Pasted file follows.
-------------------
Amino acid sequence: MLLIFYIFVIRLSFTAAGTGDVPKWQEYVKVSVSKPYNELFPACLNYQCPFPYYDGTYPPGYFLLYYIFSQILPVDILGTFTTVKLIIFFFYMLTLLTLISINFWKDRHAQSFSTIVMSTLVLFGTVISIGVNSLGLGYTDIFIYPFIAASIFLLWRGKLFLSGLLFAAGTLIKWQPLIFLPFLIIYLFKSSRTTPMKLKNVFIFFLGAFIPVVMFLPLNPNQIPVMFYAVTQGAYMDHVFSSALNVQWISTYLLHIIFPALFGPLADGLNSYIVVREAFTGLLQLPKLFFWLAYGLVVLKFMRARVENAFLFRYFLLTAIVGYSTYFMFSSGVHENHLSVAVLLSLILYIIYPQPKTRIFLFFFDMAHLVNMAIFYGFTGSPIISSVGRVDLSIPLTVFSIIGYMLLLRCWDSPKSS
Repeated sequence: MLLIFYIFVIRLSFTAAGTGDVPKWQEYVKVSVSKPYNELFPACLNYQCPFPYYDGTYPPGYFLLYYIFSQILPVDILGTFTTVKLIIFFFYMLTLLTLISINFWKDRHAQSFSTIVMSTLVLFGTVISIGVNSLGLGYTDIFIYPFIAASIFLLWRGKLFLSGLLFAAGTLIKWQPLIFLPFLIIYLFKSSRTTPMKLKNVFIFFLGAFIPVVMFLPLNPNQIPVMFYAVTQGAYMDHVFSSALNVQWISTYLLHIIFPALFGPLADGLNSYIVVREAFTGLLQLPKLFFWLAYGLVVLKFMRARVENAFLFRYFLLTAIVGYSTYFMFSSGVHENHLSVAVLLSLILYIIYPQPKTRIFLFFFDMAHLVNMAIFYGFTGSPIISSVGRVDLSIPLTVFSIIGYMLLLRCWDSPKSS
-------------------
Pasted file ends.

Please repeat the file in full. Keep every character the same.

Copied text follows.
Amino acid sequence: MLLIFYIFVIRLSFTAAGTGDVPKWQEYVKVSVSKPYNELFPACLNYQCPFPYYDGTYPPGYFLLYYIFSQILPVDILGTFTTVKLIIFFFYMLTLLTLISINFWKDRHAQSFSTIVMSTLVLFGTVISIGVNSLGLGYTDIFIYPFIAASIFLLWRGKLFLSGLLFAAGTLIKWQPLIFLPFLIIYLFKSSRTTPMKLKNVFIFFLGAFIPVVMFLPLNPNQIPVMFYAVTQGAYMDHVFSSALNVQWISTYLLHIIFPALFGPLADGLNSYIVVREAFTGLLQLPKLFFWLAYGLVVLKFMRARVENAFLFRYFLLTAIVGYSTYFMFSSGVHENHLSVAVLLSLILYIIYPQPKTRIFLFFFDMAHLVNMAIFYGFTGSPIISSVGRVDLSIPLTVFSIIGYMLLLRCWDSPKSS
Repeated sequence: MLLIFYIFVIRLSFTAAGTGDVPKWQEYVKVSVSKPYNELFPACLNYQCPFPYYDGTYPPGYFLLYYIFSQILPVDILGTFTTVKLIIFFFYMLTLLTLISINFWKDRHAQSFSTIVMSTLVLFGTVISIGVNSLGLGYTDIFIYPFIAASIFLLWRGKLFLSGLLFAAGTLIKWQPLIFLPFLIIYLFKSSRTTPMKLKNVFIFFLGAFIPVVMFLPLNPNQIPVMFYAVTQGAYMDHVFSSALNVQWISTYLLHIIFPALFGPLADGLNSYIVVREAFTGLLQLPKLFFWLAYGLVVLKFMRARVENAFLFRYFLLTAIVGYSTYFMFSSGVHENHLSVAVLLSLILYIIYPQPKTRIFLFFFDMAHLVNMAIFYGFTGSPIISSVGRVDLSIPLTVFSIIGYMLLLRCWDSPKSS